Christian Author: Nancy W. Boyer

Community

The “All In or All Out” Theory

Recently I read an article written by a man who calls for people to “Quit Church”.  The title is stirring and probably got a number of people to read his book with that same title.    His whole point was to either give it your all…or not at all!  Leave and Get out…now!

I’m sure he believes that this will stir people to support fully all that Christ would have them be and the end results would be that they would be totally committed and there would be no deficit in the church budget and the air conditioning will keep running during the hot summer months and their neighbors will be won to Christ…but he may have convinced the marginal believers to do as he said…QUIT!

If his advice is taken by those with a weakness of faith,  eventually churches may look like the one shown here.

abandoned churches

We must not forget that only a few church members from all types of churches and denominations, grand or small country gatherings, are often the ones who reach out to the homeless, addicts, victims of disasters and many other needs around the world. When the government or Red Cross is slow at trying to handle the matter, they step in.  A hand-full of Christians run many of our hospitals and great universities were started by a few Christians who wanted a better life for everyone. None of them quit even though at times they may have felt that their faith to accomplish was weak and wanted to give up.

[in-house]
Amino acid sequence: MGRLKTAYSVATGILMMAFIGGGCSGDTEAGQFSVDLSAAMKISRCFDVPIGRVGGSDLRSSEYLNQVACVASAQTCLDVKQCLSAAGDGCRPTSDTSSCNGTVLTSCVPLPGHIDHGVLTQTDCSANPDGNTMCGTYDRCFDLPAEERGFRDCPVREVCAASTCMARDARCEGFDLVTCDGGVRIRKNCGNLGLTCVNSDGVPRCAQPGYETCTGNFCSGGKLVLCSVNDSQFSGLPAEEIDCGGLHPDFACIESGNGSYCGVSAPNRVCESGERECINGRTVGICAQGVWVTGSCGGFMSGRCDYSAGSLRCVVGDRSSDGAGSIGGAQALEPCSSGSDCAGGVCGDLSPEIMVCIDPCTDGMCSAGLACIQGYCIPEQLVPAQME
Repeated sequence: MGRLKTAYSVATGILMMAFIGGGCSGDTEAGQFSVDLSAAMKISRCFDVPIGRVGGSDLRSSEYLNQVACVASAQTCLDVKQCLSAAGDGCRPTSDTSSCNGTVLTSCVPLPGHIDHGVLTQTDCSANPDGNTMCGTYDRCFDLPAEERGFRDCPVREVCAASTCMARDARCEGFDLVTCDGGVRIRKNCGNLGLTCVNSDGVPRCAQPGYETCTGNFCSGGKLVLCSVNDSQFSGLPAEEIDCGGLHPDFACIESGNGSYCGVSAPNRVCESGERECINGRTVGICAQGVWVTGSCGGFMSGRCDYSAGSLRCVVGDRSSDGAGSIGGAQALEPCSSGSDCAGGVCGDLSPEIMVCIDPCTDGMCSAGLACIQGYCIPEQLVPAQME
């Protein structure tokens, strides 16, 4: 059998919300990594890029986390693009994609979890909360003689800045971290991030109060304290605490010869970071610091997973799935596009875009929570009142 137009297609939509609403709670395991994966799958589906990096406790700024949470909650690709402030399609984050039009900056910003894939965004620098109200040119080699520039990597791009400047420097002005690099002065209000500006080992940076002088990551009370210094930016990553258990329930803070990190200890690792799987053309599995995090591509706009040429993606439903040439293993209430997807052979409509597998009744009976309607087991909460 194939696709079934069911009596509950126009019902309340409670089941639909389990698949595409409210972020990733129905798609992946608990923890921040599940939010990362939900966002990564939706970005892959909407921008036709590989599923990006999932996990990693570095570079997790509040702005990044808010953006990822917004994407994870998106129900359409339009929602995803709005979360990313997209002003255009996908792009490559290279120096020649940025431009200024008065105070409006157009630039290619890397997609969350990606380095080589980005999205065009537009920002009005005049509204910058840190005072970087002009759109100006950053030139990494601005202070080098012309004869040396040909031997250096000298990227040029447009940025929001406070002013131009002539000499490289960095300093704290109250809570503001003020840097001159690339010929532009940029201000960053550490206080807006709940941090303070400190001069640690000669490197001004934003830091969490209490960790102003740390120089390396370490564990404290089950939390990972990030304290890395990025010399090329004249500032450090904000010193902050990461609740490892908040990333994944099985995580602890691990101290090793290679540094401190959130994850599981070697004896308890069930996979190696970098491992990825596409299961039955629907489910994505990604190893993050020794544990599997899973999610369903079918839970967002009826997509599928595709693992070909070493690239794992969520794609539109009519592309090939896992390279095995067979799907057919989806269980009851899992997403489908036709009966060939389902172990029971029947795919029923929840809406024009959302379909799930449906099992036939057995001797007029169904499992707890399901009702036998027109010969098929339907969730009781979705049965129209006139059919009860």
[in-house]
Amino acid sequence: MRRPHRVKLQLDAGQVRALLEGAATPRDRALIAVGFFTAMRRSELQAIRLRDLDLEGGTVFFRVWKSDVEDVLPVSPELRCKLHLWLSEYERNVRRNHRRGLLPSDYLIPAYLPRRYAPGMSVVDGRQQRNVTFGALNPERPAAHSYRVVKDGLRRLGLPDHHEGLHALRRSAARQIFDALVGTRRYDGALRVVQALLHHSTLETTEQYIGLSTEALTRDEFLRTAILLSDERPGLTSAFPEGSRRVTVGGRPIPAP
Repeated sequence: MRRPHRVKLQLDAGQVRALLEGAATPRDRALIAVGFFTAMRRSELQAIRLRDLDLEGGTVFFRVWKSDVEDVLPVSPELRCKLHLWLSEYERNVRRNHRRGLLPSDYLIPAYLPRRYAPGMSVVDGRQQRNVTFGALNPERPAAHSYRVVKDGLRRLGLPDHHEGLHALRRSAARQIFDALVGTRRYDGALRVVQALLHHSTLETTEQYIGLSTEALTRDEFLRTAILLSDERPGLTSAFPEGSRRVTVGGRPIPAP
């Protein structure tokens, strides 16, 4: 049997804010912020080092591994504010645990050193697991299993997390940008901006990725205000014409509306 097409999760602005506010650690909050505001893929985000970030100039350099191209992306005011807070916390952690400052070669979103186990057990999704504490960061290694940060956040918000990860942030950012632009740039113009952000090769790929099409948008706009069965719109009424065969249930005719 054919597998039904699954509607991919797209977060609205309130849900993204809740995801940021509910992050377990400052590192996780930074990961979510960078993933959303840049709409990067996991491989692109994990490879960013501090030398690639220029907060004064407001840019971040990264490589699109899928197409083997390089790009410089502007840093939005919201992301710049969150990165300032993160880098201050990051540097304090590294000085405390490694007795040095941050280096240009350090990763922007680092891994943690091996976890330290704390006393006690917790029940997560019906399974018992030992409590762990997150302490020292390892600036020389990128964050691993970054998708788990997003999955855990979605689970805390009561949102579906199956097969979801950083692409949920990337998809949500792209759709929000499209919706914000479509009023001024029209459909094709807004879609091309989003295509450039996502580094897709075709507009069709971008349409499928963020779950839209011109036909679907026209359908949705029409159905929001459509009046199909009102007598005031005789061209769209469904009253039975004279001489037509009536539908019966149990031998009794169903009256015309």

There will always be those who warm the pews and others who get fully involved. These people will be at every meeting, on as many committees as possible and are always available. Others will run the other way from such activities for whatever reason. Do we want them to leave forever?   How will they replace God in their lives?  The emptiness deeply felt and the void will surely be replaced with something else.

God does His work in the heart and the church is sometimes the only safe place that a person may have during times of trial or personal torment. Sometimes it is the stranger who is not a church member that walks into a church and sits on the pew all alone…seeking something…anything to help him or her find a way.  They often don’t know that Christ’s Holy Spirit is there waiting in the quiet.

empty pews